ROUND the corner from the theatre I spy a girl in a trashy silver mini-dress, torn fishnets and smudged mascara sparking up a spliff. At the entrance to the car park a stretch limo disgorges a wondrous assortment of cross-dressing party-goers.

Half an hour later I’m whooping it up in the stalls wearing a single surgical glove, waving a blue glow-stick and yelling at Kevin Clifton’s sister that she’s a slut.

For anyone who doesn’t know I should perhaps explain that the props were provided and the insult is all part of the expected, indeed required, audience banter.

But gosh the Rocky Horror Show does things to a normally well-behaved chap and this production is a particularly good version of this marvellously flamboyant rock ’n’ roll musical that is almost guaranteed to strip you of your inhibitions.

Amazingly it is now more than 45 years since Richard O’Brien scribbled the original idea for this show on a cigarette packet providing himself with a gold-plated pension and the rest of us with a show that will as far as I can see keep us all doing the Time Warp forever.

It has everything: geeks, transexuals, aliens and a nifty storyline about naive sweethearts Brad and Janet (Jake Small and Joanne Clifton) who make a big mistake when their car breaks down in the middle of nowhere by knocking on the door of a strange castle inhabited by mad bi-sexual scientist Frank N Furter (Stephen Webb)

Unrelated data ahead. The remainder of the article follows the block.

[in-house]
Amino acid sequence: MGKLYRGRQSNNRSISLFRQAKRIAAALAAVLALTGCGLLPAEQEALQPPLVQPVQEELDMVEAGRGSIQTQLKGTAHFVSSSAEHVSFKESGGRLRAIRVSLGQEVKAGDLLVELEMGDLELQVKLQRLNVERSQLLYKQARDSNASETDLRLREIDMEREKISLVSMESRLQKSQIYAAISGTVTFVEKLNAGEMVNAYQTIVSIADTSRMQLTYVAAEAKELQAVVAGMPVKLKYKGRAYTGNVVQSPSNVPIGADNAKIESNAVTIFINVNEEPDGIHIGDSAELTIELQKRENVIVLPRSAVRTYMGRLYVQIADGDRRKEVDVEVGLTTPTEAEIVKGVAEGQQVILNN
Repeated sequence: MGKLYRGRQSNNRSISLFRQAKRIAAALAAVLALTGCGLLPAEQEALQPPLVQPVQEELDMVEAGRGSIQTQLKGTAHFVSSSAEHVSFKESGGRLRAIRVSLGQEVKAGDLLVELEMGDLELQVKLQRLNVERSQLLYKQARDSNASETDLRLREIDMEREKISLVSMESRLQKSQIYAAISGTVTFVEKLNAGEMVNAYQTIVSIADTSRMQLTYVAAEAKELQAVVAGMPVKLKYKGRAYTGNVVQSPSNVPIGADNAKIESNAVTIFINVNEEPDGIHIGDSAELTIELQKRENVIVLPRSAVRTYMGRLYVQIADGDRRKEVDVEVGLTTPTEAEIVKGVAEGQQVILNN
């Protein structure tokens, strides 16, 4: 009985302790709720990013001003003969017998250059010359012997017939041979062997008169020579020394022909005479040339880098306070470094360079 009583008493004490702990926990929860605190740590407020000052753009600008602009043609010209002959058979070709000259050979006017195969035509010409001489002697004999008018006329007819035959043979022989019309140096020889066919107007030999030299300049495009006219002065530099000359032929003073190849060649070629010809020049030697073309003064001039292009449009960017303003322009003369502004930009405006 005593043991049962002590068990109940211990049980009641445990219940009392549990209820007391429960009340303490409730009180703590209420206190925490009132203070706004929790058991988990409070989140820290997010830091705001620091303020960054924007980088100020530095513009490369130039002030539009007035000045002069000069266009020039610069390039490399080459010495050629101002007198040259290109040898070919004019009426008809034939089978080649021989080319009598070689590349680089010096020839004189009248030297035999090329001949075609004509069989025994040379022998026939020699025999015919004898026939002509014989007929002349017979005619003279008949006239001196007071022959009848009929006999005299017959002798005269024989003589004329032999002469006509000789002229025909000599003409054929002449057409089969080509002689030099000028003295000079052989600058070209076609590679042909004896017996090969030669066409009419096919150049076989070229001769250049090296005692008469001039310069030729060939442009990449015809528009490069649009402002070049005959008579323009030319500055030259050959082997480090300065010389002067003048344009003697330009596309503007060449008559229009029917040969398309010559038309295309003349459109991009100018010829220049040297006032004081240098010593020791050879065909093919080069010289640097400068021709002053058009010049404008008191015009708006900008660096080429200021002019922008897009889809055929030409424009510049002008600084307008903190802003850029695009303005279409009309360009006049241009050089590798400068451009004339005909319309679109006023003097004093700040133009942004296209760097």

They are soon trapped and stripped of their innocence by Frank and his motley crew led by spooky servants Riff-Raff and Magenta (Kristian Lavercombe and Laura Harrison). They soon discover that Frank has created a living being in his lab in the form of the gymnastic and perfectly muscled Rocky (Callum Evans), What could possibly go wrong?

Narrator Philip Franks trades information and insults with the audience as we find out. With superb performances all round and a sizzling hot live band the show rocks along for two hours of perfect entertainment. It runs at Bournemouth Pavilion until Saturday 26th October.

Jeremy Miles